Scrum Team Demystified

Share on:

While I worked with Agile as a software tester when the concept first came out in 2002 shortly afterwards I joined a new company in a new role in Infrastructure, IT operations if you will. My recollection of Agile is that it was not a process at all; rather, it’s a set of principles summarized by the Agile Manifesto.

This seems like a lifetime ago,  but its finally made a comeback to my work life as I now work in team looking to foster a DevOps culture in our workplace.  A DevOps culture is an extension of Agile culture which rather than focusing purely on application life-cycle management it looks to now encompass server life-cycle management too. It aims to achieve this by breaking down organizational barriers to become a single cohesive team delivering a application service rather than discreet silo team structure.


While Agile and DevOps are cultural changes and not methodologies in themselves there are methodologies which embody the principles such as Scrum, again there is no formal definition of a Scrum but industry members have formed frameworks such as Mike Cohen. A scrum team is a strong informal collaboration of engineers and developers, within the loose role construct of a Scrum team.The team ideally are co-located, in same building, or at least same timezone so they can work closely and all be aware of each others work. The other ideal is that business or product owner while not sitting within the Scrum team is very close to them, and the team is given wide discretion to develop and innovate in order to reflect their informal understanding of the customer’s real desire which is validated.

In support of this new way of working you can also use tools which support these frameworks.  One such tool is from Atlassian which includes Jira which is a tracker for team planning, it is used to capture and organize issues, assign work, and follow team activity. Atlassian provide an Agile plugin for Jira to give the schema extensions to give the console the concept of Sprint, Theme, Epic and Stories as a way to organize the issues and work, it also enables all of these things to be measured for velocity with regards to team performance.  At the side of Jira sits Atlassian Confluence essentially a Wiki for the creation of the evolving design documentation.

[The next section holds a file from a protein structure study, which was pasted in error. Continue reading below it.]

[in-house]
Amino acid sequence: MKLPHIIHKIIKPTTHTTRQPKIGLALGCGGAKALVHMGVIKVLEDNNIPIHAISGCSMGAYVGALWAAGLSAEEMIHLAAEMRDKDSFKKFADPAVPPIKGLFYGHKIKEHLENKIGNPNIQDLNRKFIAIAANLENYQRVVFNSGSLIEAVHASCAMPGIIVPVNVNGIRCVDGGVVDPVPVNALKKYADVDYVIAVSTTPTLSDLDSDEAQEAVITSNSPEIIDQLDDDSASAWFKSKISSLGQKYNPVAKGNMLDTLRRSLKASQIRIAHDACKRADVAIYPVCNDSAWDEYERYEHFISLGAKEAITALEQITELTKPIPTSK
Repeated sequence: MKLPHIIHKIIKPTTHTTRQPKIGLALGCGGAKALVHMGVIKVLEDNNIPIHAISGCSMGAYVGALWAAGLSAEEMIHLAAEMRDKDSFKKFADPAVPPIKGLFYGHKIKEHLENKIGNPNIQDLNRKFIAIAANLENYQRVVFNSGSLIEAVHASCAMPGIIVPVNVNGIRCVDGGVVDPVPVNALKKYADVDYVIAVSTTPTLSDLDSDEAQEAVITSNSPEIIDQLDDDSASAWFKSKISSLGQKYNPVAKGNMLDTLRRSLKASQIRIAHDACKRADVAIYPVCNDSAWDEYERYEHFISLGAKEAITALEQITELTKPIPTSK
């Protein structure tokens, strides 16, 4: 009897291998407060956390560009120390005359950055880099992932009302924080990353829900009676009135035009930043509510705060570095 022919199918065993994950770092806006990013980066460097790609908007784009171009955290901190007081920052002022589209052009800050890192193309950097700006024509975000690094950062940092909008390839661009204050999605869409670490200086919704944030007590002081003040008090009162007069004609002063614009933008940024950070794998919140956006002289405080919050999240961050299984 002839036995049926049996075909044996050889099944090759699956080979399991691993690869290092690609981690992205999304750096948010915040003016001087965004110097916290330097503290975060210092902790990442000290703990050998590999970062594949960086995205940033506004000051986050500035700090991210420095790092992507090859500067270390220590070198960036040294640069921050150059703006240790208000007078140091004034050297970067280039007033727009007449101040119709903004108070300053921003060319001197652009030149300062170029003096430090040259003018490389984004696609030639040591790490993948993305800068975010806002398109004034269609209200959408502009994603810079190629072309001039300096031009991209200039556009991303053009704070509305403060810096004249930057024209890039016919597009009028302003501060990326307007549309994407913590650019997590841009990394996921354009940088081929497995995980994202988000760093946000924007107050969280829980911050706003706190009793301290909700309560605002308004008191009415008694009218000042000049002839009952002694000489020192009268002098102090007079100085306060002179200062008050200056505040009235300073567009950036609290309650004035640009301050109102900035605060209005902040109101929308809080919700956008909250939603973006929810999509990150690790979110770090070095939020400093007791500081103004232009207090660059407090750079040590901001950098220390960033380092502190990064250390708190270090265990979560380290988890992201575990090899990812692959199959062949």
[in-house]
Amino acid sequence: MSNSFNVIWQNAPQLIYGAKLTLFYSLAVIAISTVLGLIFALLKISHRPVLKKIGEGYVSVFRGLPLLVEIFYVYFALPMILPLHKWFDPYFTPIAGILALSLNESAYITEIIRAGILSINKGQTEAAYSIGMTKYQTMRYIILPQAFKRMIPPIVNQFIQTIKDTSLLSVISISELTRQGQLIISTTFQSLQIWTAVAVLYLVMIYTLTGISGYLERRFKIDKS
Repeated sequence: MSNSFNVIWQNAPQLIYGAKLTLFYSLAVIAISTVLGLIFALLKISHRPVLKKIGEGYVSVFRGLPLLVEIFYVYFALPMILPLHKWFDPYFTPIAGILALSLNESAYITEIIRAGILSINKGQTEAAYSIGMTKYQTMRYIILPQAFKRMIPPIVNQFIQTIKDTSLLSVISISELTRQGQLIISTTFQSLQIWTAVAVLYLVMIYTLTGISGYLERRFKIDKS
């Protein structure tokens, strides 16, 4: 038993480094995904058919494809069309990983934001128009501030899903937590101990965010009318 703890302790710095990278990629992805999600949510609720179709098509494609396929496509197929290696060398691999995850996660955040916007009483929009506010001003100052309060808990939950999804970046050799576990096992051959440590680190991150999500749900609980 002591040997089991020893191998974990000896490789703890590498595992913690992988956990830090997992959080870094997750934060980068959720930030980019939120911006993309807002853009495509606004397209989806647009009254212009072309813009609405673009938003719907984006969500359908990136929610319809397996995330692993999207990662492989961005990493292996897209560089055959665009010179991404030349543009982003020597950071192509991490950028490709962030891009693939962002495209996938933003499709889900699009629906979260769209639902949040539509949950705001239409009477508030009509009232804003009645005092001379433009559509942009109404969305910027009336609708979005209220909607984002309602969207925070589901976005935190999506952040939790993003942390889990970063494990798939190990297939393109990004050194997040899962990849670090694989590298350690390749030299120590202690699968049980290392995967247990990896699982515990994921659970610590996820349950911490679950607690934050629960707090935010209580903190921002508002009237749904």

I mentioned above Sprint, Theme, Epic and Stories.  My loose definition of these terms stems from Mike Cohn’s Agile template. Where Scrum story is a user requirement definition,  a Scrum epic is a large user story, there is no threshold at where a story becomes a Epic it is just a big story,  potentially an Epic is a large story waiting to be more clearly defined and broken down into stories. A Scrum theme is a collection of Stories and \ or Epics. A Scrum sprint is a collection of Epics and \ or Stories which we hope to do within a set time frame. So we might have 100 stories pending,  and if our Sprint window is one week we might say this week we have these people engaged and can therefore complete these 10 stories. In practical terms for a sprint, we therefore draw a loose line in the sand that a Story should be achievable within a Sprint and an Epic a story which spans Sprints. Within Atlassian Jira story dependencies can be formed,  so if a Story hits an issue or hits a block the impact of this can be seen further up the dependency tree.

As well as managing the tasks and workload with Jira another key part is harnessing automation to give predictable and repeatable delivery of your application service.With the cloud comes the decoupling of operating systems from physical servers, storage and networking,  and with containers the further decoupling of application from operating systems. With self service software defined data center and OpenStack cloud management platform cloud style infrastructure deployments is becoming more accessible to the traditional private data centers too.  With so many configuration items required to deliver a application service within software defined infrastructure as well as the application itself.  It can be useful to harness desired state tooling such as Chef and Puppet, and leveraging distributed version control systems like GitHub, to manage, deploy and enforce your configuration.

A neat video on Jira, Agile, Scrum and Kanban